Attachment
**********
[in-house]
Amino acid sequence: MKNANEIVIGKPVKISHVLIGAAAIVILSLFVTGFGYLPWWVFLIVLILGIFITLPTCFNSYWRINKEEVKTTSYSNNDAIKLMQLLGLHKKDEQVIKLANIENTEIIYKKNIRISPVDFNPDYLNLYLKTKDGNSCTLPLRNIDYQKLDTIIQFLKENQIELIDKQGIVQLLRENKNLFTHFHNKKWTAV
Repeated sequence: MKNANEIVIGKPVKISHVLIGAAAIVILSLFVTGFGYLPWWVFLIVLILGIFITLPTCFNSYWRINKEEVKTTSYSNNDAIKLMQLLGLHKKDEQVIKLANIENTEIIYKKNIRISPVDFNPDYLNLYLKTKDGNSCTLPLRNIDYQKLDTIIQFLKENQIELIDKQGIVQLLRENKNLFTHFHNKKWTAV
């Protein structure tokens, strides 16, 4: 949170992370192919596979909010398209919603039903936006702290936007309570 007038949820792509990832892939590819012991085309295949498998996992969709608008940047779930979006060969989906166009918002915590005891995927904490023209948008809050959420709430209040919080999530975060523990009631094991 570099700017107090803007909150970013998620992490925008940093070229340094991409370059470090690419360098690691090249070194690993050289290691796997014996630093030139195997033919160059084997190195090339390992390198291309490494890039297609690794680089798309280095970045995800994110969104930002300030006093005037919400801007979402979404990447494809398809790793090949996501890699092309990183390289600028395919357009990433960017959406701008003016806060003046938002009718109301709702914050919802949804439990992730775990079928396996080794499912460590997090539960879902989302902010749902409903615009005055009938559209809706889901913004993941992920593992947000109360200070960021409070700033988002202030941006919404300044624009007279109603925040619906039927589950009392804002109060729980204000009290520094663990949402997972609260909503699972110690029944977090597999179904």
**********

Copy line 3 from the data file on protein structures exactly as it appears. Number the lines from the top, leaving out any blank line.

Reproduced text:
Repeated sequence: MKNANEIVIGKPVKISHVLIGAAAIVILSLFVTGFGYLPWWVFLIVLILGIFITLPTCFNSYWRINKEEVKTTSYSNNDAIKLMQLLGLHKKDEQVIKLANIENTEIIYKKNIRISPVDFNPDYLNLYLKTKDGNSCTLPLRNIDYQKLDTIIQFLKENQIELIDKQGIVQLLRENKNLFTHFHNKKWTAV